Strange EMC problem with ATmega324P

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#1
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We have an emission problem with an ATmega324P running with a 16MHz crystal. We get peaks at 32MHz, 48MHz, 64MHz, 80MHz and 96MHz. For some reason the 64MHz and the 96MHz peaks are the highest peaks. They are something like 6dB over the allowed level in the EMC test, the other peaks are well below.

The two layer layout is not very good but the oscillator loop is very small and the oscillator waveform looks good.

This is the first time we have problems of this type so it came as a slight surprise.

Any thoughts on this?

/Janne

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Do the emissions stop, when the AVR is in the RESET
state ? What other signals with fast transitions are
there ?

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The peaks are expected, but obviously the magnitude is an issue. What is the ground plane like around the processor? You may need to put ferrite beads in the power to the cpu.

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Try the clock prescaler settings to see what this is linked to. Proper decoupling for the supplies is a must, of course, but the loads being driven also need consideration.

If you think education is expensive, try ignorance.

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like all said. layout is the problem (some schema perhaps)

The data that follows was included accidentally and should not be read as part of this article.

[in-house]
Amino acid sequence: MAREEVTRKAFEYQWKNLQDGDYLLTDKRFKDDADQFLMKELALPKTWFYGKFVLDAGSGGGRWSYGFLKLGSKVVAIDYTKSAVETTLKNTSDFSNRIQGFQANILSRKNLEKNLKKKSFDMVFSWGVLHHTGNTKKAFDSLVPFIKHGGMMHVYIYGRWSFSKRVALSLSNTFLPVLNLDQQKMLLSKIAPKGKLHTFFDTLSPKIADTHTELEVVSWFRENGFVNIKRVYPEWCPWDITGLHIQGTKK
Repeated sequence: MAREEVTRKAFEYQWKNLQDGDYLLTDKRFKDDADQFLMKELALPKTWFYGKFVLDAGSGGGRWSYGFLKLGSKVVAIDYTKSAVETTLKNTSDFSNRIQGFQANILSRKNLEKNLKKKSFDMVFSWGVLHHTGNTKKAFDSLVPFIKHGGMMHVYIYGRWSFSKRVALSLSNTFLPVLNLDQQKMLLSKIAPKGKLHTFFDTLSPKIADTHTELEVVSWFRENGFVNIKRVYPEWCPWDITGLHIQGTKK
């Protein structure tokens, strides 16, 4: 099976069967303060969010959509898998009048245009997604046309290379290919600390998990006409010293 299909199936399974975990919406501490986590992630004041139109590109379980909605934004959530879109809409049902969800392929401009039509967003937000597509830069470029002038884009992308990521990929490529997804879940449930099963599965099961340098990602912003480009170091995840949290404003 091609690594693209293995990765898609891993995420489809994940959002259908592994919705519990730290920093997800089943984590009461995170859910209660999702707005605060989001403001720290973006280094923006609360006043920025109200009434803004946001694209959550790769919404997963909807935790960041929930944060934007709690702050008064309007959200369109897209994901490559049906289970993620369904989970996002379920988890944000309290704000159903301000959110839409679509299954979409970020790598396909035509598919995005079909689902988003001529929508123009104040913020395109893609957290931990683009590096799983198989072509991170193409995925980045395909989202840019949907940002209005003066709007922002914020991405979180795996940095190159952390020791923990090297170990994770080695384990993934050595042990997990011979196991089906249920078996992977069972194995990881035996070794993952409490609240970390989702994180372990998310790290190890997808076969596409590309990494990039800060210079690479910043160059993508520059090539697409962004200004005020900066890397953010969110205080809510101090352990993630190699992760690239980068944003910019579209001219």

send a picture of layout round PCB and schema round PCB. Perhpas can we help.
thierry

Thierry Pottier

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Have you connected the oscillator capacitor grounds directly to the nearest ground pin?

Leon

Leon Heller G1HSM

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It seems as an intermodulation issue of the 16Mhz frequency with a squarewave signal of duty cycle far away the 50% (nearlly 25% or 75% and further). The higher ampiltude of the 4th and 6th harmonic lead to this. If it is not a problem of the particular ATmega324P you have on board, then improve the design

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Thank you for your replies.

Our conclusion is that we need a new layout.

The most confusing thing is what ccharala noted about the amplitude of the harmonics. In my (previous) world the level of higher harmonics was always lower than the level of higher harmonics. Maybe this is just proof of how little I know ;^)

/Janne

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It could also be that the xtal wires form a tuned circuit for thise harmonics. Another reason might be ill sized load caps for the xtal.

Generally the oscillator; XTAL and the two caps should be placed as near as possible to the respective MCU pins. the Ground should form a solid plane under the XTAL and the caps. Keep everything as short as possible. Oh - do not forget to ground the XTAL case if it is metallic.

Making it symmetric also helps.

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The only error in the layout was a very optimistic layout of the ground plane around the oscillator. Leads were short and capacitors were close enough in value. The case of a small surface mounted crystal is not easy to ground. However, during the tests we grounded it with a very short wire without any noticeable change.

Fortunately!
Imagine a world full of BS!
/Janne